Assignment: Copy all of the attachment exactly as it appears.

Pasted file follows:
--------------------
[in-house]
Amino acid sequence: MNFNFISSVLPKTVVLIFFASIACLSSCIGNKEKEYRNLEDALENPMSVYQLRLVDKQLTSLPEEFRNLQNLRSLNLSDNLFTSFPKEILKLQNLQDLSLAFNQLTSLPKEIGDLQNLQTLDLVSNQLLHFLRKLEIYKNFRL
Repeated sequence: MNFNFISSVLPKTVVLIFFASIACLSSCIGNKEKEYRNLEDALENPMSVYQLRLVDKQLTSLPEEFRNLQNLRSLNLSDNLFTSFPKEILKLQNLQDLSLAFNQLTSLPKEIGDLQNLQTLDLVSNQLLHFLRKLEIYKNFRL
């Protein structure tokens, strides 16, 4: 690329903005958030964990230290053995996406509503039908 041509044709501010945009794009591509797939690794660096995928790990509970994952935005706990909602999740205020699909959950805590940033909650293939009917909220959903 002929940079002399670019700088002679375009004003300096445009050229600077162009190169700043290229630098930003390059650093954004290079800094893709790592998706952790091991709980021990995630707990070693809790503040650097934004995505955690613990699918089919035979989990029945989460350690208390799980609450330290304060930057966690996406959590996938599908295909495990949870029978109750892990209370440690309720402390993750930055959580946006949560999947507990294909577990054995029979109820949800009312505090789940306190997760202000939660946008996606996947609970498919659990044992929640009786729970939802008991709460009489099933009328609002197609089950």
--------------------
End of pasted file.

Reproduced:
[in-house]
Amino acid sequence: MNFNFISSVLPKTVVLIFFASIACLSSCIGNKEKEYRNLEDALENPMSVYQLRLVDKQLTSLPEEFRNLQNLRSLNLSDNLFTSFPKEILKLQNLQDLSLAFNQLTSLPKEIGDLQNLQTLDLVSNQLLHFLRKLEIYKNFRL
Repeated sequence: MNFNFISSVLPKTVVLIFFASIACLSSCIGNKEKEYRNLEDALENPMSVYQLRLVDKQLTSLPEEFRNLQNLRSLNLSDNLFTSFPKEILKLQNLQDLSLAFNQLTSLPKEIGDLQNLQTLDLVSNQLLHFLRKLEIYKNFRL
């Protein structure tokens, strides 16, 4: 690329903005958030964990230290053995996406509503039908 041509044709501010945009794009591509797939690794660096995928790990509970994952935005706990909602999740205020699909959950805590940033909650293939009917909220959903 002929940079002399670019700088002679375009004003300096445009050229600077162009190169700043290229630098930003390059650093954004290079800094893709790592998706952790091991709980021990995630707990070693809790503040650097934004995505955690613990699918089919035979989990029945989460350690208390799980609450330290304060930057966690996406959590996938599908295909495990949870029978109750892990209370440690309720402390993750930055959580946006949560999947507990294909577990054995029979109820949800009312505090789940306190997760202000939660946008996606996947609970498919659990044992929640009786729970939802008991709460009489099933009328609002197609089950």